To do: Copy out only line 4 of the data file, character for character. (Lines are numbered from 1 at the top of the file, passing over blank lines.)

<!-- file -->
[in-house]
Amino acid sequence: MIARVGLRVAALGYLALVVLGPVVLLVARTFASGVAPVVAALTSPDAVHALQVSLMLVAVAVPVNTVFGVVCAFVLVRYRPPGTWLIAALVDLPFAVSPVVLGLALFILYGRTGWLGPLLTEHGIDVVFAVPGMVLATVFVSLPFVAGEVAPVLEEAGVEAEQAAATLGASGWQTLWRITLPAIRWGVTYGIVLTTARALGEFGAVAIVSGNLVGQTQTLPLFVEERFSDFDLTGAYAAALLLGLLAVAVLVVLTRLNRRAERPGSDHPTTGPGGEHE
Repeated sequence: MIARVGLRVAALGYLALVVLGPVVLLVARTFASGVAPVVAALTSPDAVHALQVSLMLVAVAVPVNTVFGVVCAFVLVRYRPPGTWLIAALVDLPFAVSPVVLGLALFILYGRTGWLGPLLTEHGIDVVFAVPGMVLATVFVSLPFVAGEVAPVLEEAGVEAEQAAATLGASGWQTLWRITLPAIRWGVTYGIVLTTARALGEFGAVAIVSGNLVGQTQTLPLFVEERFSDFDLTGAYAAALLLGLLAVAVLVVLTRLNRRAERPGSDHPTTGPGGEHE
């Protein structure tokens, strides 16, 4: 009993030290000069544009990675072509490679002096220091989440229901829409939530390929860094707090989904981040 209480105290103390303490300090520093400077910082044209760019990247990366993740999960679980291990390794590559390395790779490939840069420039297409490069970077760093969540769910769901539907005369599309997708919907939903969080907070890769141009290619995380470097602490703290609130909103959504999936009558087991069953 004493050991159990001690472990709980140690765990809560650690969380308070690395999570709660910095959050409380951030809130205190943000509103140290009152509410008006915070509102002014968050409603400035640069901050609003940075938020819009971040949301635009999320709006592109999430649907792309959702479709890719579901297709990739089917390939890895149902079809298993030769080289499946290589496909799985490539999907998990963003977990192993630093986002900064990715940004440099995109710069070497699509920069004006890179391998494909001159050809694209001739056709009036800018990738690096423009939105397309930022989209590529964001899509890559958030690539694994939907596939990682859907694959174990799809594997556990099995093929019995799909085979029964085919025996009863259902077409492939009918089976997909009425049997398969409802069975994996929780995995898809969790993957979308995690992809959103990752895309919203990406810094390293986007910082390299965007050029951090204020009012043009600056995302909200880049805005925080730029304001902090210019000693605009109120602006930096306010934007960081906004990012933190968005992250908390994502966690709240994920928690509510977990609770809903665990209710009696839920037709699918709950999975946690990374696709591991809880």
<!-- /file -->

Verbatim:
């Protein structure tokens, strides 16, 4: 009993030290000069544009990675072509490679002096220091989440229901829409939530390929860094707090989904981040 209480105290103390303490300090520093400077910082044209760019990247990366993740999960679980291990390794590559390395790779490939840069420039297409490069970077760093969540769910769901539907005369599309997708919907939903969080907070890769141009290619995380470097602490703290609130909103959504999936009558087991069953 004493050991159990001690472990709980140690765990809560650690969380308070690395999570709660910095959050409380951030809130205190943000509103140290009152509410008006915070509102002014968050409603400035640069901050609003940075938020819009971040949301635009999320709006592109999430649907792309959702479709890719579901297709990739089917390939890895149902079809298993030769080289499946290589496909799985490539999907998990963003977990192993630093986002900064990715940004440099995109710069070497699509920069004006890179391998494909001159050809694209001739056709009036800018990738690096423009939105397309930022989209590529964001899509890559958030690539694994939907596939990682859907694959174990799809594997556990099995093929019995799909085979029964085919025996009863259902077409492939009918089976997909009425049997398969409802069975994996929780995995898809969790993957979308995690992809959103990752895309919203990406810094390293986007910082390299965007050029951090204020009012043009600056995302909200880049805005925080730029304001902090210019000693605009109120602006930096306010934007960081906004990012933190968005992250908390994502966690709240994920928690509510977990609770809903665990209710009696839920037709699918709950999975946690990374696709591991809880």